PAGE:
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ARS Home » Southeast Area » Gainesville, Florida » Center for Medical, Agricultural and Veterinary Entomology » Insect Behavior and Biocontrol Research » Research » Publications at this Location » Publication #200552

Title: Field testing of a prototype acoustic device for detection of Mediterranean fruit flies flying into a trap

item Mankin, Richard
item MACHAN, R
item JONES, R

Submitted to: Fruit Flies of Economic Importance International Symposium
Publication Type: Peer Reviewed Journal
Publication Acceptance Date: 9/11/2006
Publication Date: 9/15/2006
Citation: Mankin, R.W., Machan, R., Jones, R. 2006. Field testing of a prototype acoustic device for detection of Mediterranean fruit flies flying into a trap. In: Proceedings of the 7th International Symposium on Fruit Flies of Economic Importance, September 10-15, 2006, Salvador, Brazil. p 165-169.

Interpretive Summary: Detecting invasive fruit flies through efficient traps is critical to protecting USA agriculture. Scientists at the Center for Medical, Agricultural, and Veterinary Entomology, Gainesville, FL and Sigma Space Corp., Lanham developed a prototype acoustic device for use in detection and identification of Mediterranean fruit flies entering a trap. This report describes its operation in detection of flies in a worst-case setting in high background noise. The information will be used in development of the next prototype, which is expected to be smaller in size and improved in capability. Devices developed from this prototype have considerable future potential as tools for automated monitoring of the thousands of medfly traps set out and serviced yearly in California, Florida, and other subtropical and tropical fruit-growing regions.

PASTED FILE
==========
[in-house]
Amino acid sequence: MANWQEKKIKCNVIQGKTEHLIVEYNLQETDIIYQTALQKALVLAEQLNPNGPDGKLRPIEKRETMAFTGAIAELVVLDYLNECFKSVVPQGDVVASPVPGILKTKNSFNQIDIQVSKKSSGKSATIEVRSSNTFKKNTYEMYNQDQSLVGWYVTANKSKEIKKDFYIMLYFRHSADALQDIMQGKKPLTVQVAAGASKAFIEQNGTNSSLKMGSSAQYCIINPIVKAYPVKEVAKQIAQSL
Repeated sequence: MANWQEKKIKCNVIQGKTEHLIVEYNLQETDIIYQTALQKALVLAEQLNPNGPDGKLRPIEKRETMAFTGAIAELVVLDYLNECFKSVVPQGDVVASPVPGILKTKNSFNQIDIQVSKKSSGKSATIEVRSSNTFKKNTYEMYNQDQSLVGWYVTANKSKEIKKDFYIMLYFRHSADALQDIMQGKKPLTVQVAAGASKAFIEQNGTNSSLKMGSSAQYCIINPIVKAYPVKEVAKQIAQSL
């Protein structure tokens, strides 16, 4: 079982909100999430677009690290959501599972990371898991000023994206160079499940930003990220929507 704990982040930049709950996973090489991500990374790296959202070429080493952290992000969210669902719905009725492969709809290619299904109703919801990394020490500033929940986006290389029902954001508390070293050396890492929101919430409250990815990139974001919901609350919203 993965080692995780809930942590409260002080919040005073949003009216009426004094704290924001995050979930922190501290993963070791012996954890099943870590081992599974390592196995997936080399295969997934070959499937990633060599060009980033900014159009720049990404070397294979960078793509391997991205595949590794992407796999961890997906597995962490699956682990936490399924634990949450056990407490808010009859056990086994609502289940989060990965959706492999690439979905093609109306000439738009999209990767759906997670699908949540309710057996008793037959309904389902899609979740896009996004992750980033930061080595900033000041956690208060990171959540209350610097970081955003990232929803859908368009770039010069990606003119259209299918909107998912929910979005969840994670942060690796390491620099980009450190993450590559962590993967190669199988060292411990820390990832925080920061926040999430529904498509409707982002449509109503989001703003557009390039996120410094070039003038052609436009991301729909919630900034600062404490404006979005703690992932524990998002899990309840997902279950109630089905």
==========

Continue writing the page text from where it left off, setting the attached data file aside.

Technical Abstract: Worldwide, hundreds of thousands of traps are used seasonally in surveillance and mass trapping programs against the Mediterranean fruit fly, Ceratitis capitata (Wiedemann). An automated system for remotely detecting and identifying trapped insects would have considerable potential for reducing the costs of servicing traps and increasing the timeliness of collected information. One of the systems under consideration includes a microphone, amplifier, and acoustic signal processing system that detects and discriminates wingbeats of insects flying into a trap. To be successful, the system must be able to reliably identify weak wingbeat signals of flying insects in a variety of environmental contexts. Here we report on a series of tests conducted with a prototype Mediterranean fruit fly detector system in a worst-case, highway noise environment.